Asked about passing Adams and perhaps claiming the 21st Century best, now 21.46 m (70-5) by Russian Larisa Peleshenko in 2000, she was hardly scared:
“Yeah, that’s really interesting. I like that. I hadn’t even thought about that being a number, but I do like that. …
“I just started rotating in 2019 and I’ve got a lot of technical changes that need to be made and can be made, and I’ve got a lot of upside to make and I’m pretty excited about it. So, I reckon there’s some far throws in my future.”
≡ WORLD CHAMPIONSHIP ≡
● Ice Hockey ● The playoff round in the 2023 IIHF Women’s World Championship will start on Thursday, with Canada and the U.S. looking forward to a possible re-match in the gold-medal final.
The two teams dominated round-robin play in Group A, with the Canadians out-scoring their opponents – except the U.S.– by 14-1 and the U.S. scoring 22 goals to four against Japan, Switzerland and Czechia.
The undefeateds met in their final group game on Monday (10th), with Canada up 2-1 going into the third period. Canada went up 3-1 on an Laura Stacey score at 17:33 of the period, but the Americans stormed back with two extra-attacker goals in the final minute from Hilary Knight (49 seconds left) and Amanda Kessel with four seconds remaining!
The game finally went to a shoot-out that ran on and on for nine rounds, with Briane Jenner and Knight scoring on the first two shots and then 15 straight misses against Canada’s Anne-Renee Desbiens and American keeper Aerin Frankel. Forward Jamie-Lee Rattray scored on the 18th penalty try for the 4-3 Canadian win. Wow.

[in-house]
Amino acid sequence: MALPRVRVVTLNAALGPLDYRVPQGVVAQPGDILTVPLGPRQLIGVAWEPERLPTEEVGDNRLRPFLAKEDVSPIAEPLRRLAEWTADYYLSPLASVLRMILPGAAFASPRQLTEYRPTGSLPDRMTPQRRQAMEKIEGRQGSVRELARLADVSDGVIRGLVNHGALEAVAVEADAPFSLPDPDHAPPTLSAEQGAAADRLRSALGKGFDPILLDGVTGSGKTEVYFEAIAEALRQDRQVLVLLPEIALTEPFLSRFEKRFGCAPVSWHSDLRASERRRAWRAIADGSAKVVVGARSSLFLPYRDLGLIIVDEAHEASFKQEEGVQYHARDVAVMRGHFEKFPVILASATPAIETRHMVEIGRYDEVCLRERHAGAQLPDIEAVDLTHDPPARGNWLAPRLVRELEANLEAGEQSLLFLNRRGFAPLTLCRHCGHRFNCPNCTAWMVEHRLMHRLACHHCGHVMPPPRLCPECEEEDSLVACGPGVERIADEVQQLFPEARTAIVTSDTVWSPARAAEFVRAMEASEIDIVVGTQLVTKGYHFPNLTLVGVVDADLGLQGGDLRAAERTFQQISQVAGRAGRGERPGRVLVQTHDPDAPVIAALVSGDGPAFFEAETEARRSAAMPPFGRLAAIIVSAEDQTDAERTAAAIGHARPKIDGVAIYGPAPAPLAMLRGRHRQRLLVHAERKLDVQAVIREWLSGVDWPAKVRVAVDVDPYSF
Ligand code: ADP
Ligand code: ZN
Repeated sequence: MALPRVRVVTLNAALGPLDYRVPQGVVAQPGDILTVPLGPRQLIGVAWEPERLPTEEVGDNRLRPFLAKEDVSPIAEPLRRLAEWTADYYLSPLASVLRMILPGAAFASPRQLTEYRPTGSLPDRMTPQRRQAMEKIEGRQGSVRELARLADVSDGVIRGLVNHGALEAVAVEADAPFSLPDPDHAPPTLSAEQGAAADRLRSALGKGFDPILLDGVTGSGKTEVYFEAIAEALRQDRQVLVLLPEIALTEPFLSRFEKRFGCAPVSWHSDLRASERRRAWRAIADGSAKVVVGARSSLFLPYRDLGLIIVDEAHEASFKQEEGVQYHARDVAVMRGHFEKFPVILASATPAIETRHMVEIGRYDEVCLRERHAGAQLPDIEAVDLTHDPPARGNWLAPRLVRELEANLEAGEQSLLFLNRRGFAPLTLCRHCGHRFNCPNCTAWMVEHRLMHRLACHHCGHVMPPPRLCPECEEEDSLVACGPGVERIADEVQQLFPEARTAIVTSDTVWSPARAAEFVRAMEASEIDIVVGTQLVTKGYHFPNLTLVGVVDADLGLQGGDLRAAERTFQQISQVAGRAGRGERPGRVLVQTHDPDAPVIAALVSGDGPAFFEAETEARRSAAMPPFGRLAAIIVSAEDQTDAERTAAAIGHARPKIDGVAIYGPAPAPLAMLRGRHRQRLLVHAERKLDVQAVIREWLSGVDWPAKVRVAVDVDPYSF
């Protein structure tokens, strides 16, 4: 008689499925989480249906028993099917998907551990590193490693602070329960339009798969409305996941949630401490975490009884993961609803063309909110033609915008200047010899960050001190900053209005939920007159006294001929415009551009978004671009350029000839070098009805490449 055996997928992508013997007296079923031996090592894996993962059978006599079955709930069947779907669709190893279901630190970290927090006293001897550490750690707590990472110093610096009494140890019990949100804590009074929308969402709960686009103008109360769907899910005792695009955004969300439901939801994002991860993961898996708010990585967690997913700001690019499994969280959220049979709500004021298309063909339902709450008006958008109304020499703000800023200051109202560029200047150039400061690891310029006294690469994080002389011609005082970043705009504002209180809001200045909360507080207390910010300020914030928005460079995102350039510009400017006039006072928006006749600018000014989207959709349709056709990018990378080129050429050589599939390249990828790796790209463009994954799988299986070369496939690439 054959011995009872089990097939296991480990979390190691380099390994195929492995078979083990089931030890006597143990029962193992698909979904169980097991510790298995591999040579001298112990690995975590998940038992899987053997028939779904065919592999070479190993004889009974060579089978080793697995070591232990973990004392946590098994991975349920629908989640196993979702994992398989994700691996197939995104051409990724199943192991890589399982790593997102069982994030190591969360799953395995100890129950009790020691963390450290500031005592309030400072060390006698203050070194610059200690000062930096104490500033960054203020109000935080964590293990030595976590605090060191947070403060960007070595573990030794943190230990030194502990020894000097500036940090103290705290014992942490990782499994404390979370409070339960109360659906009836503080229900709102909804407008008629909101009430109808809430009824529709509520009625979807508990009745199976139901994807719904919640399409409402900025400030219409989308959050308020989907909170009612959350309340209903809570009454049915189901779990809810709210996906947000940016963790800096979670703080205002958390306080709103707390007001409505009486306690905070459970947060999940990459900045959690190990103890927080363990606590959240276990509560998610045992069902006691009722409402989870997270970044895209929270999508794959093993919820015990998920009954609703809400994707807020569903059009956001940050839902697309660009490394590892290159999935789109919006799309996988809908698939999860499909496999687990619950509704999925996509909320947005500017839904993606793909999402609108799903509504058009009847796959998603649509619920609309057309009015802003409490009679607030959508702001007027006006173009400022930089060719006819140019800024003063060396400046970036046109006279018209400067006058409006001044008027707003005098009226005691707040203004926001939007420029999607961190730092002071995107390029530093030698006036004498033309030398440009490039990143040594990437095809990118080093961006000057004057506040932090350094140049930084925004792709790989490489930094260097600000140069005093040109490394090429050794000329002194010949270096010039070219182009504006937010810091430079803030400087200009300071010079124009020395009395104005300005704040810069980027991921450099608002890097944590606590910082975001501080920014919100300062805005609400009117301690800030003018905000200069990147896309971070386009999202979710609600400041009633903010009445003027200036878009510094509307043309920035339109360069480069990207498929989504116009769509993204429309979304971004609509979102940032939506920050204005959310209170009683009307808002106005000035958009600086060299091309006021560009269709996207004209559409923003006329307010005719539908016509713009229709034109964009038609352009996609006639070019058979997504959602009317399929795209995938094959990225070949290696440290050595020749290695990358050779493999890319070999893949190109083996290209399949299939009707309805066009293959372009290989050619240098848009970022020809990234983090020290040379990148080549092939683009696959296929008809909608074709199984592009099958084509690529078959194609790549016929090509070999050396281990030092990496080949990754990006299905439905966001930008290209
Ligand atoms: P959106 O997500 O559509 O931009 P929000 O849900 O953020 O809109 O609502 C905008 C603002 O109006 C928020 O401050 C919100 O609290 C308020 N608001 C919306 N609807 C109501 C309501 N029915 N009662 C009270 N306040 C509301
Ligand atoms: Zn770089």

In the quarterfinals, Canada (4-0) will face Sweden (Group B: 2-2); the U.S. (3-1) will face Germany (B: 3-1); Czechia (1-2 + 1 overtime win) will play Finland (B: 4-0) and Japan (0-3 + 1 overtime loss) and Switzerland (1-3) will face off. The winners will be re-seeded for the semis on Saturday, with the medal matches on Sunday.
≡ PANORAMA ≡
● Anti-Doping ● The World Anti-Doping Agency (WADA) announced that the national anti-doping organization in Gabon has been declared non-compliant with the World Anti-Doping Code:
“The non-compliance is the result of its failure to implement the 2021 version of the Code fully within its legal system.”
The consequences include:
(1) “Gabon will not be awarded the right to host regional, continental and World Championships, as well as other events organized by Major Event Organizations; until reinstatement.”